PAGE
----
July 28, 2020
Join us for two presentations that examine how the North—variously conceived as the Arctic, Canada, and even upstate New York and northern New England—was a “topography of the imagination”: visually stunning and emotionally powerful but also marked with personal and cultural values.
Dr. Donna Cassidy presents a talk that suggests the dual, seemingly contradictory strains of the poetic and the ideological in the art and writing of several early 20th century modernists who worked in the North Atlantic—Rockwell Kent, Gertrude Käsebier, Georgia O’Keeffe, and Marsden Hartley. In their representations of the North, they went beyond the neo-Romanticism and personal expression associated with modernism to engage with culture of the time—its antimodernism, gender ideals, and imperialism.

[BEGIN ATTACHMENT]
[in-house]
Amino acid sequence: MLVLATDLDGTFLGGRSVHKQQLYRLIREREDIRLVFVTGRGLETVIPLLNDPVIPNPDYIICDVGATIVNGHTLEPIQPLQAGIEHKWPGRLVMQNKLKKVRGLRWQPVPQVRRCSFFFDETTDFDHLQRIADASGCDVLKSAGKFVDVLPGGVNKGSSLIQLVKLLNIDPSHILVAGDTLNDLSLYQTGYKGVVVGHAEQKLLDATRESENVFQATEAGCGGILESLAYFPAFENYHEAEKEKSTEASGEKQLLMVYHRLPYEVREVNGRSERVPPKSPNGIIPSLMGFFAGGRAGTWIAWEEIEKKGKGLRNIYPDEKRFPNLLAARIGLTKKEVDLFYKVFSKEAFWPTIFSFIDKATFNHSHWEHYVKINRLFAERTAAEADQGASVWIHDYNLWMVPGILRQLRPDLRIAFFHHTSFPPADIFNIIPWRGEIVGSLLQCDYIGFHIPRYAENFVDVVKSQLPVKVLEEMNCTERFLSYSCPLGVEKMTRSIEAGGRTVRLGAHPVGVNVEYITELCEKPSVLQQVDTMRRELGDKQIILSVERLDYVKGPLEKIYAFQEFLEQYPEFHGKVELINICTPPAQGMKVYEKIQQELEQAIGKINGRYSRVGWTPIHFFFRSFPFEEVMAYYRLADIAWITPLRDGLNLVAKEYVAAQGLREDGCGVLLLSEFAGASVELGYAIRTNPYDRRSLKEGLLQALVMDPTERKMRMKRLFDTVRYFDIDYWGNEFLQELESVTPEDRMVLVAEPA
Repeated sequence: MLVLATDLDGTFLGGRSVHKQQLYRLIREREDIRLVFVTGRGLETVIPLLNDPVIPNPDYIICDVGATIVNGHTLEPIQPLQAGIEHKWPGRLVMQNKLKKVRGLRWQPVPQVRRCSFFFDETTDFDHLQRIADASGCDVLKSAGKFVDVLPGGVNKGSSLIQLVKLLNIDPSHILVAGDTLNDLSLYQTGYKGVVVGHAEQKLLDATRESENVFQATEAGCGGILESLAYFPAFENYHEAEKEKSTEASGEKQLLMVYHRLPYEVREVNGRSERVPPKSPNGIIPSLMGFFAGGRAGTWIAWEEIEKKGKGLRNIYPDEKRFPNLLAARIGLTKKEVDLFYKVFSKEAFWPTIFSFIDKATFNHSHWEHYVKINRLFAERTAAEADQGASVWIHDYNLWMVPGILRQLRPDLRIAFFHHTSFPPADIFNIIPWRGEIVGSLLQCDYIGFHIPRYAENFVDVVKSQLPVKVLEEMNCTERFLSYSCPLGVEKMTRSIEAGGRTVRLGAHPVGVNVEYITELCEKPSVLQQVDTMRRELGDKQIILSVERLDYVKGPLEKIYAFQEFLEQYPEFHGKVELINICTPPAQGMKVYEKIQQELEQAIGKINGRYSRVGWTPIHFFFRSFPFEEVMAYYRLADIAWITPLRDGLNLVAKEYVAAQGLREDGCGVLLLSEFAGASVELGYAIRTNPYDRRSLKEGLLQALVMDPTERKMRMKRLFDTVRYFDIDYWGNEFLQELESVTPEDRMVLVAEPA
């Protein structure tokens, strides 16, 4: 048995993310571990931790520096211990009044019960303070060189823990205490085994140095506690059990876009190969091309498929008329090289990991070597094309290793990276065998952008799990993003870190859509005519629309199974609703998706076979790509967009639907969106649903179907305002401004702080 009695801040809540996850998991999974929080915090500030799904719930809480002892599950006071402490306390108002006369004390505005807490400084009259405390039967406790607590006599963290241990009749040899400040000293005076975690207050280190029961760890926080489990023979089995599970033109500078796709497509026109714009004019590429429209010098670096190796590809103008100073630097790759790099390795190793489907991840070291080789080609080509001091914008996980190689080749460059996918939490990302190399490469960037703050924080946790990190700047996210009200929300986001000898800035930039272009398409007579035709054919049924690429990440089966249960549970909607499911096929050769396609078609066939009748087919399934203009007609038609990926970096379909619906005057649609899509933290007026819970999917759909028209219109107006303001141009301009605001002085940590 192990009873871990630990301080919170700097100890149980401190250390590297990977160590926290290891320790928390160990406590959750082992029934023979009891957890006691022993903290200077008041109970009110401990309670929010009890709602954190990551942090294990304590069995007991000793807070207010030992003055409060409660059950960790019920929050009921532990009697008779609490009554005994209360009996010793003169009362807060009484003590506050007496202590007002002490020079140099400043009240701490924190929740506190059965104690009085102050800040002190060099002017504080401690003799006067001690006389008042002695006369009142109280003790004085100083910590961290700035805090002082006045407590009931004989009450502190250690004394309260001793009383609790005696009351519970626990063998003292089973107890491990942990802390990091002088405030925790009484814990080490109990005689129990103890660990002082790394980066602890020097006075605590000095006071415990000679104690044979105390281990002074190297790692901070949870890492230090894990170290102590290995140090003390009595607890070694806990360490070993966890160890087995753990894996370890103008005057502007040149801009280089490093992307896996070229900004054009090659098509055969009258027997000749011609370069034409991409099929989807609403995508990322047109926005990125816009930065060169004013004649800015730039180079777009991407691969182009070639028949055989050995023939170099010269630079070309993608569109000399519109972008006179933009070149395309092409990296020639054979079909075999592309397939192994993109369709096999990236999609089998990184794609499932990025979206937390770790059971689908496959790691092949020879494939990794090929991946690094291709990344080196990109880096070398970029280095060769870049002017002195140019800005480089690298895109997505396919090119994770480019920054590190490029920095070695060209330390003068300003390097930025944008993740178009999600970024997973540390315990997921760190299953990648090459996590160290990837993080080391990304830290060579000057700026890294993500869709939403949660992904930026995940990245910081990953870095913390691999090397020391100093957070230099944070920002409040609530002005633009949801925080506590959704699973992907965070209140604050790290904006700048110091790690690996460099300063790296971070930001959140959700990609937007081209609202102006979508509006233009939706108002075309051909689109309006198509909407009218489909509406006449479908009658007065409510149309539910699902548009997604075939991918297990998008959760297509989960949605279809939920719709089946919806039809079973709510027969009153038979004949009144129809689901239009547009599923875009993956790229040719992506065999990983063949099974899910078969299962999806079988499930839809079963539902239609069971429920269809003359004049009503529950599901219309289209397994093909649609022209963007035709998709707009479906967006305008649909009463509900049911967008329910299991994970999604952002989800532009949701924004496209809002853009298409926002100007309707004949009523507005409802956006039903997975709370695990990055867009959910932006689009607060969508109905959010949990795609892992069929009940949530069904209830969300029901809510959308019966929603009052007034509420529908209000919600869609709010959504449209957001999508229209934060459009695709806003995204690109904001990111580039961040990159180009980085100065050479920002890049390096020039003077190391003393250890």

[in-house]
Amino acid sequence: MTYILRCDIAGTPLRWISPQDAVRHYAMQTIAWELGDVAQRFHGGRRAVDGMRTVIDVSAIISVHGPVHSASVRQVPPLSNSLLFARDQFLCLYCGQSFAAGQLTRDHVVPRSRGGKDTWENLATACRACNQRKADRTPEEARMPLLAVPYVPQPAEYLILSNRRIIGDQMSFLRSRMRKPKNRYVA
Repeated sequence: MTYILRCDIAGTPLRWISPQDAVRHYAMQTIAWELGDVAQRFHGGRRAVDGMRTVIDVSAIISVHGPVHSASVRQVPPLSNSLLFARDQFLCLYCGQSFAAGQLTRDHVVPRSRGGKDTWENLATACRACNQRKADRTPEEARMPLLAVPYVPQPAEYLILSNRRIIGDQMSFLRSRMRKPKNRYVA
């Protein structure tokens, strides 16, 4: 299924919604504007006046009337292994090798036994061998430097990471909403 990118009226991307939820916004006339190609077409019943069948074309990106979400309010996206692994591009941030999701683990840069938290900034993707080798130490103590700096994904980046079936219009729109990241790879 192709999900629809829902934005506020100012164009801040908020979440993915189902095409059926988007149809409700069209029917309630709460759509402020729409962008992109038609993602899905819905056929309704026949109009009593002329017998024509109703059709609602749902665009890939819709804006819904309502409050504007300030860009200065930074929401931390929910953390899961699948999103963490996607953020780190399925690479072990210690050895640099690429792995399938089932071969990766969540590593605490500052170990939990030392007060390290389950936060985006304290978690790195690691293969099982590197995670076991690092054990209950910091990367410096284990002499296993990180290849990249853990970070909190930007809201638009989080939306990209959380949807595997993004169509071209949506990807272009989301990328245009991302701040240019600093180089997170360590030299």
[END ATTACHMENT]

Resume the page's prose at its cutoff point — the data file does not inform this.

Dr. Elizabeth Bischof presents a talk that focuses on recovery work to be done on late-19th and early-twentieth century female photographers—both amateur and professional. This recovery work offers alternate worldviews, as we find coastal women in the North Atlantic looking both inward and outward with their cameras—documenting rapidly changing environments and lifeways. Dr. Bischof has been engaged in recovery work for the past few years in both Maine and Iceland, i.e., a journey up the Eastern Coast of Iceland to Djupivogur in search of Nicoline Weywadt, Iceland’s first female photographer.